This article is the second in a series of writings highlighting potential income investments in the current market. My first article, "A Quest for Higher Yield, Part 1" provided some unique ideas, but since then more interesting names have popped up on the radar. Much like the first article my intent is to examine stocks and funds that will represent a broad spectrum of companies and strategies. This is to provide a well-diversified list of potential candidates for the readers. Not all the tickers listed in this series of articles will be appropriate for every portfolio, but should provide a well-rounded list of ideas for further examination at a later time.
With the European debt crisis still looming and the overall economic woes in the Americas, many income investments have been sold to attractive levels. The price of oil keeps dropping and natural gas prices are still parked in the basement. That being the case, here is a list of 3 more potential names for income generation.
Credit Suisse High Yield Bond Fund (NYSEMKT:DHY)
Anyone who read my first article knows that I am a fan of closed-end funds (CEFs). I realize they are not for everyone and there are potential risks involved with them. That being the case, a new fund I found is DHY. This ticker will not be nearly as popular as the other names mentioned in this article, so we shall present it first to add a bit of fresh air to the mix.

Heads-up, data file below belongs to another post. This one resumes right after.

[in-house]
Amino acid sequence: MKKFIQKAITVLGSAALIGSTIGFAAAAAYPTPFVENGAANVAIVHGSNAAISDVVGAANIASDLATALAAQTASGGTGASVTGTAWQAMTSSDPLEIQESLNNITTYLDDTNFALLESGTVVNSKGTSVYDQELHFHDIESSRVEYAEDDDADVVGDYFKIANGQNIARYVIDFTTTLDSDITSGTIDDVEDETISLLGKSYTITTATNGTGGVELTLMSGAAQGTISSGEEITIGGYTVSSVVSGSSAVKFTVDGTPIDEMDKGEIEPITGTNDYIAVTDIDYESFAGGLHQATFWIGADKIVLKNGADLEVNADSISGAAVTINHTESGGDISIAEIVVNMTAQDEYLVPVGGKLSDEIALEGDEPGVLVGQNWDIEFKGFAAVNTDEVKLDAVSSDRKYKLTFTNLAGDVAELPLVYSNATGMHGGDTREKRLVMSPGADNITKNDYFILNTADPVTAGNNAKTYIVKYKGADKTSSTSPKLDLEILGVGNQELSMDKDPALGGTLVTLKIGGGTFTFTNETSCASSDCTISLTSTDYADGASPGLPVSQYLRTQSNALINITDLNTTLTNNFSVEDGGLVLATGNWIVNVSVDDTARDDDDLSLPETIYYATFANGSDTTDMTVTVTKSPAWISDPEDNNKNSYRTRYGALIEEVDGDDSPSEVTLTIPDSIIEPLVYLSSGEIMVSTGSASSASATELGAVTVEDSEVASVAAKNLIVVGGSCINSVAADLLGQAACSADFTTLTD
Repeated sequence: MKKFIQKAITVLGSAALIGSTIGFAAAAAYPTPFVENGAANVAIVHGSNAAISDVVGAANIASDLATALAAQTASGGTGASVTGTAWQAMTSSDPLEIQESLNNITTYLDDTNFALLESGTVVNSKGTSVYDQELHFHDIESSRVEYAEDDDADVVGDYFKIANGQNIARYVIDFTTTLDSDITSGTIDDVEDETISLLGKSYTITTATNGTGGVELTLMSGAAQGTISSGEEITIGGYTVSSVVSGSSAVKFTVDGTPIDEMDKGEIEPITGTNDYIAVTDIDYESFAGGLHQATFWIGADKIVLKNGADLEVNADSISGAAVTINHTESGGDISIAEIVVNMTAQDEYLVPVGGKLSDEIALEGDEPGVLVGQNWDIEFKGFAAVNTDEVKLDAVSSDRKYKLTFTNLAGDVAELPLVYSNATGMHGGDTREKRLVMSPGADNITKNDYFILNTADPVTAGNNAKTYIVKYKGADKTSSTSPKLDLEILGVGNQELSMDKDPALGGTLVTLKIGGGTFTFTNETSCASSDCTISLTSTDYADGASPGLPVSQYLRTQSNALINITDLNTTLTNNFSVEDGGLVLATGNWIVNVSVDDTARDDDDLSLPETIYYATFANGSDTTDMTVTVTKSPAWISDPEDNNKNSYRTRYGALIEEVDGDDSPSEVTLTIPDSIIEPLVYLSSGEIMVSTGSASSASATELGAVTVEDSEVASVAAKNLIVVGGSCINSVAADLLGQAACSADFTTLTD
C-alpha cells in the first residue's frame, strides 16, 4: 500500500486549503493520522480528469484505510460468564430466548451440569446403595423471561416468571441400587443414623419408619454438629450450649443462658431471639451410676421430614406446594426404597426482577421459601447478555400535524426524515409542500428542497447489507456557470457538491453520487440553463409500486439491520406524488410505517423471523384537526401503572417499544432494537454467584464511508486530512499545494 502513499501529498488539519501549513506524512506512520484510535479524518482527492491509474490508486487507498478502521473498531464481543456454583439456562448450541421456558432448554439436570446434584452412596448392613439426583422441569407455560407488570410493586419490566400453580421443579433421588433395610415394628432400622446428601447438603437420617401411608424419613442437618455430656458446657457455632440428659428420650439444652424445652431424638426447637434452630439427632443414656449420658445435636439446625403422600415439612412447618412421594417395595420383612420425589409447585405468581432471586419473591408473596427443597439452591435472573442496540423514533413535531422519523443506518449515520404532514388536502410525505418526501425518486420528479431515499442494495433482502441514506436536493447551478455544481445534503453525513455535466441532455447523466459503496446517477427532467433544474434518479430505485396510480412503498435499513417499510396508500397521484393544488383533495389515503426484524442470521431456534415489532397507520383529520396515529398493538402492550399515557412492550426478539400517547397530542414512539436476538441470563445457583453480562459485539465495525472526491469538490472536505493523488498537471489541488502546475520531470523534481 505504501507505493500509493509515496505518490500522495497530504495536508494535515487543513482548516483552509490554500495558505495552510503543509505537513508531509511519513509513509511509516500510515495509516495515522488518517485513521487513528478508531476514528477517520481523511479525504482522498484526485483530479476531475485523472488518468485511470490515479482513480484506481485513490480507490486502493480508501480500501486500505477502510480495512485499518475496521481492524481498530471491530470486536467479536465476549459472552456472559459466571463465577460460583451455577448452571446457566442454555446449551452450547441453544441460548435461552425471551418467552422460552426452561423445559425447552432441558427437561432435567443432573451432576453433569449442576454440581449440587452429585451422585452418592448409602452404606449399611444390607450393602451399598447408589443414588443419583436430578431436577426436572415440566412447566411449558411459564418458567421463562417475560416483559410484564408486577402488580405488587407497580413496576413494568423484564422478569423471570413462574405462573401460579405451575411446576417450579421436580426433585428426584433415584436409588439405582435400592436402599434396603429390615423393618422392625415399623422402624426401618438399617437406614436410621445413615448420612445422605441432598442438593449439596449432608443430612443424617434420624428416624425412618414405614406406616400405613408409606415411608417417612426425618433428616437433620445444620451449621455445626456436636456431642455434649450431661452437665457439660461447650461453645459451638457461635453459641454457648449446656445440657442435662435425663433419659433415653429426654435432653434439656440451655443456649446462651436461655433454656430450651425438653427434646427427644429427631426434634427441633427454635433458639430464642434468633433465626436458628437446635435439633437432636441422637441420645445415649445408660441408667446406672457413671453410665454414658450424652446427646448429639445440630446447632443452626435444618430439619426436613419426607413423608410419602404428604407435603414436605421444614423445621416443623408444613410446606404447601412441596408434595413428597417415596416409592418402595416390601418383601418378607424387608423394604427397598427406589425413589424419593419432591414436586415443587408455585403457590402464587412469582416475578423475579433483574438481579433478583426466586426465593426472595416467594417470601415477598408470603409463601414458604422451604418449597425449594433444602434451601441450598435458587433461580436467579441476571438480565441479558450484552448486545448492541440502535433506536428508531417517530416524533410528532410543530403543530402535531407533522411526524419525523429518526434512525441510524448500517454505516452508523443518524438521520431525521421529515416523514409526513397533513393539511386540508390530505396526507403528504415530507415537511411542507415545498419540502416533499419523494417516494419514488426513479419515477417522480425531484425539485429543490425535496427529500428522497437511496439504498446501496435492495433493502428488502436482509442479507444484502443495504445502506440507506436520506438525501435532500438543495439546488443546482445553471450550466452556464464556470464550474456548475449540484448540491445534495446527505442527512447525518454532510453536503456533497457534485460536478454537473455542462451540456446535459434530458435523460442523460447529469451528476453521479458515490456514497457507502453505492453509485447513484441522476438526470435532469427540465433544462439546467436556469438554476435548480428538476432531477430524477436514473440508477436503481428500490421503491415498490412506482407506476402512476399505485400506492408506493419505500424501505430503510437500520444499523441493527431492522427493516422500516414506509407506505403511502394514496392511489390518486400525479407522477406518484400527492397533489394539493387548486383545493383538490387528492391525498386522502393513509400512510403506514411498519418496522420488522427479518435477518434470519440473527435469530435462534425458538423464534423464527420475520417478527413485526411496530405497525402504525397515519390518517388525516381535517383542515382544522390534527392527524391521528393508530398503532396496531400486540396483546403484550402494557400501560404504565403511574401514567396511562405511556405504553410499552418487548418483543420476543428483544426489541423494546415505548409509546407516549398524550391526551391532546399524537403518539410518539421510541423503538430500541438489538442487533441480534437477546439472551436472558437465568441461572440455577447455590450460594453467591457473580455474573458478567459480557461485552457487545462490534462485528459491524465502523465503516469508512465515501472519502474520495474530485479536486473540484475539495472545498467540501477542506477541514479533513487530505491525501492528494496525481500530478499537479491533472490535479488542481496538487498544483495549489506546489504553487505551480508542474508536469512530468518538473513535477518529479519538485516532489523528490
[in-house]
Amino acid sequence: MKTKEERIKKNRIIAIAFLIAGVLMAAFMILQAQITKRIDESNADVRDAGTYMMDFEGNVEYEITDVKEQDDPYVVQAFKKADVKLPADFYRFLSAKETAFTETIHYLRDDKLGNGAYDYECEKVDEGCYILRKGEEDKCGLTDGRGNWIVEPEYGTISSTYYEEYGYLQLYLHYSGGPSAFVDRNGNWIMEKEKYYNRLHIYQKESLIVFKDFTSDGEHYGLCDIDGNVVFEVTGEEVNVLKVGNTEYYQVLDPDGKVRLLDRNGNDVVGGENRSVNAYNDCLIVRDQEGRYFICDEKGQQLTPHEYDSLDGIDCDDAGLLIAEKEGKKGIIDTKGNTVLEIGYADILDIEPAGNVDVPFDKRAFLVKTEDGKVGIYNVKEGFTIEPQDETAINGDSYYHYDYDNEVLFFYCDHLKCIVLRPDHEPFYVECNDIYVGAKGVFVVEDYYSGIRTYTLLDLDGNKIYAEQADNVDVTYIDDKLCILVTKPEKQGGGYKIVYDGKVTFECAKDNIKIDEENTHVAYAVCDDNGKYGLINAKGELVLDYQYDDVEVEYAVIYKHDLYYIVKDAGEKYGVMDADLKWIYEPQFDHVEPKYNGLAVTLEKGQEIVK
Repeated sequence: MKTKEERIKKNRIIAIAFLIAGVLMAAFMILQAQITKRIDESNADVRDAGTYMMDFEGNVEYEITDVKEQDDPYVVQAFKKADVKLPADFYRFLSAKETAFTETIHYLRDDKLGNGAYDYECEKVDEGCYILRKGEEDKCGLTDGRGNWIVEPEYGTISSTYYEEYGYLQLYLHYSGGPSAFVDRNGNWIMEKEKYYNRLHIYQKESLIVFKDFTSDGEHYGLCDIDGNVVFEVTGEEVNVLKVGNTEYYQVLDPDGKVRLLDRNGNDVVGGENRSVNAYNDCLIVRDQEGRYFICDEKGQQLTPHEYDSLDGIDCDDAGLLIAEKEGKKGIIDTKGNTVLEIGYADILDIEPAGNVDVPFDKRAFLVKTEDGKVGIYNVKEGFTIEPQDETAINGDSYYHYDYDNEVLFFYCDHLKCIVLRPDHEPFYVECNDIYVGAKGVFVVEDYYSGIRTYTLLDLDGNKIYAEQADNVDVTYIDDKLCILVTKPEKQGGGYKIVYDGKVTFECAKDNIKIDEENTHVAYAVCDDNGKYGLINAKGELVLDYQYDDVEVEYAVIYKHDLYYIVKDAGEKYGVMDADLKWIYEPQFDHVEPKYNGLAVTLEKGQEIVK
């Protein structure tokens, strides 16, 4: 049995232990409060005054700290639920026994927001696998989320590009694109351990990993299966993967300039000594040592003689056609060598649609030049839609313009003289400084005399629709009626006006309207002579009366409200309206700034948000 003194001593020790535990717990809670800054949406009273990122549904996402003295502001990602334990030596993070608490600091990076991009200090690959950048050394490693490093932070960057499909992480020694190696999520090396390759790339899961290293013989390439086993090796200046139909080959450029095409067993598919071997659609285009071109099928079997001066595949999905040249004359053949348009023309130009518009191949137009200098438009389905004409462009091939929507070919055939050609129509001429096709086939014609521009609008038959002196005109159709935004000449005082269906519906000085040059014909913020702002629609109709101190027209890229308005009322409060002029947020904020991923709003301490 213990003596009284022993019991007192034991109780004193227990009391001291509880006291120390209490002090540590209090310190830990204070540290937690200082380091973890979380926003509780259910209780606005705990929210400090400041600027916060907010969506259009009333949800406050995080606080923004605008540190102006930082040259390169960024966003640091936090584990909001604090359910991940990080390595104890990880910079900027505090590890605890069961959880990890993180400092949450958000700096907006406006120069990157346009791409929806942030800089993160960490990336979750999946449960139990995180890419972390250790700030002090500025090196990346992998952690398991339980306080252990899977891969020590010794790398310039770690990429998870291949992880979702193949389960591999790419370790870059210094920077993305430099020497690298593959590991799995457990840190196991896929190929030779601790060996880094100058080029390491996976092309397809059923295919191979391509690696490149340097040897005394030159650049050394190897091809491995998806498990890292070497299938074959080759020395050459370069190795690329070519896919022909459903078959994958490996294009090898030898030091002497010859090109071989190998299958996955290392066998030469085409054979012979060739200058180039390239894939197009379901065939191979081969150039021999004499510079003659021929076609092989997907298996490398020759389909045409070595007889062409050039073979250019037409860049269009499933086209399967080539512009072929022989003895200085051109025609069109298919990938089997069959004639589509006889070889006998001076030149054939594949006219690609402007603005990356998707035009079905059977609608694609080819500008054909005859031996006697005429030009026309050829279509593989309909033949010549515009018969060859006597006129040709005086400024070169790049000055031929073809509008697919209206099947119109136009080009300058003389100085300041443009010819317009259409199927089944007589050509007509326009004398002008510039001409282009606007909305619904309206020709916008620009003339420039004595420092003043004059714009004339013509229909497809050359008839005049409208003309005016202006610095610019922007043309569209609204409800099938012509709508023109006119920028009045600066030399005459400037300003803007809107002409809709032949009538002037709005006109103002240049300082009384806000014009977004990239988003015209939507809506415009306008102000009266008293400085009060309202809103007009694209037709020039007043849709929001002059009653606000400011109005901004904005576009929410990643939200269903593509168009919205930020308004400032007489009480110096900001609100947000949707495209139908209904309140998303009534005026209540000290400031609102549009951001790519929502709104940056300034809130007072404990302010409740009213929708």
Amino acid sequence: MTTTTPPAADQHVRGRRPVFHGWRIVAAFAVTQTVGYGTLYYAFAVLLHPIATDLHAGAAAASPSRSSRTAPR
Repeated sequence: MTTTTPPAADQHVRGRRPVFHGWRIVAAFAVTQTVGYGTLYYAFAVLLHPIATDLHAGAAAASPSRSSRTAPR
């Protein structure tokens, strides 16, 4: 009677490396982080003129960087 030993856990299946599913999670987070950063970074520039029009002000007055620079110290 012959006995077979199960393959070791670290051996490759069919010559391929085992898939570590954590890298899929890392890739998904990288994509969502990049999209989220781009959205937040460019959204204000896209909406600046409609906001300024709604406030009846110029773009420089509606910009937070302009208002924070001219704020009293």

This closed-end fund is a non-diversified, closed-end fund whose shares are listed for trading on the Amex. DHY's principal investment strategy is to seek high current income, while also seeking capital appreciation as a secondary objective. The fund will invest at least 80% of its assets in fixed income securities of U.S. issuers rated below investment grade quality (lower than Baa by Moody's Investors Services) or lower than BBB by Standard & Poor's. The fund will generally not invest in securities rated at the time of investment in the lowest rating categories (Ca or below for Moody's and CC or below for S&P) but may continue to hold securities that are subsequently downgraded.
What we are basically talking about here is junk bonds. At this point you the reader might be tempted to skip on to the next ticker, but let's look a bit deeper. DHY's total net assets as of March 2012 were $237.1 million and the outstanding shares were 55,731,189. The fund pumps out monthly distributions, which currently yields 10.4%. The source of these distributions is derived via income off the portfolio, and there has been no return of capital reported since 2010. To get this high yield though the fund does employ quite a bit a leverage, which currently runs as 29%.
The average nominal maturity is 5.5 years and the shares currently sell for $3.04 per share. This is a popular fund and it usually does sell at a premium to net asset value. Currently that premium is 6.2%, and it will fluctuate.
This fund is not one to bet the farm on as it does carry lots of risks, but it does currently have some very attractive aspects going for it. This income investment is definitely one to consider for those looking to add a high yield player to the mix. Listed below are more specifics about this fund for those interested.